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He found fame with his brothers, helped start country's "Outlaw" movement and had hit records - then disappeared for 20 years. But now Jim Glaser returns with new music and reunites with the wife he lost along the way.

Jim Glaser has learned a thing or two about second chances. After hitting it big with his brothers Tompall and Chuck as The Glaser Brothers in the 1960s, the trio split up, later reuniting for even greater success. And after the brothers finished for good, Jim found '80s solo stardom with hits like "You're Gettin' to Me Again" and "If I Could Only Dance With You."

Now, he's getting perhaps the greatest second chance of all - he and wife Jane, who broke up in 1970, have reunited. "She was always a very classy lady," he says. "Always very civil, and never showed any anger toward me. She's a great woman."

For Jim, this is a chance to put to rest the guilt and pain he has felt about focusing too much on his career as a young man. "Maybe I am finally growing up," says the 66-year-old singer. "I think back to those days, and I didn't have time for family. That wasn't right. The memories of me back then almost seem like someone else."

Jim's musical memories actually stretch back to childhood and his first harmonizings with brothers Tompall and Chuck in Spalding, Neb. "Tompall was really the driving force," he recalls. "Had it not been for him, I'm not sure I would have ever been in the business."

The brothers' big break came in 1957, when Marty Robbins made a tour stop in Nebraska and they sang for him backstage. He hired them as backup singers, and they went on to sing with Johnny Cash and Patsy Cline before having hits of their own.

The Glaser Brothers were also pioneers, establishing a recording studio that became a hangout for heroes of the Nashville-backlash movement, who would come to be called the "Outlaws," which included Waylon Jennings and Willie Nelson. The brothers themselves broke up in 1973, which Jim now feels could have been avoided. "Breaking up wasn't a good decision, and there's no way I can justify it," he says. "It was just brothers fighting."

The Glasers reunited in 1979, enjoying several more hits - including their biggest, "Lovin' Her Was Easier (Than Anything I'll Ever Do Again)" - but split again four years later. Jim is now on good terms with Chuck, but Tompall - recently hospitalized with a herniated disc - is another story. "I don't see Tompall," says Jim. "I really don't want to get into that too much. Some of that is family business."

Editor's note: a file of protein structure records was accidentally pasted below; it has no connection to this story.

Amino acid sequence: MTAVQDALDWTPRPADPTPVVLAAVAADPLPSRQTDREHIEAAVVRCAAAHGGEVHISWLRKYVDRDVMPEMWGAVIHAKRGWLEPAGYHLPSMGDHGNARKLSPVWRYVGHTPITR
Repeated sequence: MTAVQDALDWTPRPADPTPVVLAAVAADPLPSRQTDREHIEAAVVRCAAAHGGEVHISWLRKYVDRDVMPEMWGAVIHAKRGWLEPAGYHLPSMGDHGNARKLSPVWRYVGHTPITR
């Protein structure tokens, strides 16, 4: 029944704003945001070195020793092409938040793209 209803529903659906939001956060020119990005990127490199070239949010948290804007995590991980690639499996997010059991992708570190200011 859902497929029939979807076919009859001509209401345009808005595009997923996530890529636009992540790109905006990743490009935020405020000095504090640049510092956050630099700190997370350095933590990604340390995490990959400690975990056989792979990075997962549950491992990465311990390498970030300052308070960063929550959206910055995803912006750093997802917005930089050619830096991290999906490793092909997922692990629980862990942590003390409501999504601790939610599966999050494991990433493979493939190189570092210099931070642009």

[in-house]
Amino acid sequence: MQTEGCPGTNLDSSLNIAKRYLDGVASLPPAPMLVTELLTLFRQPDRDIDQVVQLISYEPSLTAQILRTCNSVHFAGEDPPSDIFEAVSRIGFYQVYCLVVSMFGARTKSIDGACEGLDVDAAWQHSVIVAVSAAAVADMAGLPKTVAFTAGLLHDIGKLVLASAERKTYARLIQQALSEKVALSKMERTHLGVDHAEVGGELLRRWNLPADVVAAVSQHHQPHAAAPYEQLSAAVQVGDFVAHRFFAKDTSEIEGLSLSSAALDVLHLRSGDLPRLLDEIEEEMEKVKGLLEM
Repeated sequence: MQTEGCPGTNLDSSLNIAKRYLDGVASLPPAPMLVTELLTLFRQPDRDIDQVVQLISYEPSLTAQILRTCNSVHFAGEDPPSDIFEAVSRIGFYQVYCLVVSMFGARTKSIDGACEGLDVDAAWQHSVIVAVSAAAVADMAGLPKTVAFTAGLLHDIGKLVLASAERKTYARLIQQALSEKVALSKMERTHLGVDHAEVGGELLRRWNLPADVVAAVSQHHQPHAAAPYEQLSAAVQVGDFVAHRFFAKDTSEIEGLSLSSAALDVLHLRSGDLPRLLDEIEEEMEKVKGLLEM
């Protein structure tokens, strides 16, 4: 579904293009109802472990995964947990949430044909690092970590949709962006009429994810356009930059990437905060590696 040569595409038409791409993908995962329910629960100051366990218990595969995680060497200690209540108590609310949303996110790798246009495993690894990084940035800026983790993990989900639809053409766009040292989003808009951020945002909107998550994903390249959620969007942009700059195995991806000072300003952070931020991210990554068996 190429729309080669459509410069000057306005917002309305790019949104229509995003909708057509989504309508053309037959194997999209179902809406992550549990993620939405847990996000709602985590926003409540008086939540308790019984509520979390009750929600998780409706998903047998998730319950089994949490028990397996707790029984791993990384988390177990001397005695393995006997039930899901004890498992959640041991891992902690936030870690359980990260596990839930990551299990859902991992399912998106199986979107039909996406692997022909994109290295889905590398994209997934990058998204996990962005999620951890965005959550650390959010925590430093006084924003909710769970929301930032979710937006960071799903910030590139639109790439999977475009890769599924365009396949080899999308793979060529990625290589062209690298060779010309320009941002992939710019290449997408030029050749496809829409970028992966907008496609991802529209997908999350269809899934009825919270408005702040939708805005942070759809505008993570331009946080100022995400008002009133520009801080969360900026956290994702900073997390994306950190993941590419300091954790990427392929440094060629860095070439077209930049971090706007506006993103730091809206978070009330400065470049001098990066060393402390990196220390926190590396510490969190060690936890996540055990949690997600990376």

After The Glaser Brothers broke up for good, Jim's solo career took off. His 1983 classic The Man in the Mirror still sells at a rapid clip today on his website, Subsequent albums didn't do as well, and Jim decided to hang it up. "I was not going to get back into the business," he says. "When I got to Nashville I was 20 years old, and I saw a lot of old dudes that were superstars that were performing past their prime. I said I wasn't going to do that. So in the late '80s, when I lost my record deal, I quit."

Jim wrote novels, studied astronomy and foreign languages, and took care of his pets - but nothing ever quite replaced music. "Music was how I identified myself those years, and suddenly it wasn't there anymore," he says. "I didn't know who the hell I was."

So now he's back with his first album in 19 years, Me and My Dream. "I had some new songs I felt good about, and some old ones I wanted to redo," he explains. "I tried to give myself something to keep my brain and my heart occupied."

Jim still rarely performs live, outside annual appearances he makes at Dollywood. "Working the road is something I'd like to do, but there's no opportunity," he says. "I don't have the name value where people will pay me to go on the road."

Certainly, he's physically able - he runs over three miles a day, and his voice has changed little since the 1960s. "If my voice gets worse, I won't do this anymore," he promises. "I'm really surprised that it's held up as well as it has. If I can hear my voice starting to sound shaky, that'll be the time to quit. This may well be the last CD. I don't know."

Me and My Dream is somewhat of a family affair. Jim's daughter, Lynn, sings harmonies on one song. He and Jane also have two sons, Jim and Jeff, and another daughter, Connie, all in their 40s.

Jim is now selling the secluded Nashville home where he has lived alone for 11 years, and he and Jane are moving together to a new house outside town, near their daughters.

"I finally realized that I want to be around my family again," he says, "and I'm very fortunate that they will allow me back into their lives. That's an amazing thing for me, and a wonderful thing."

-- Chris Neal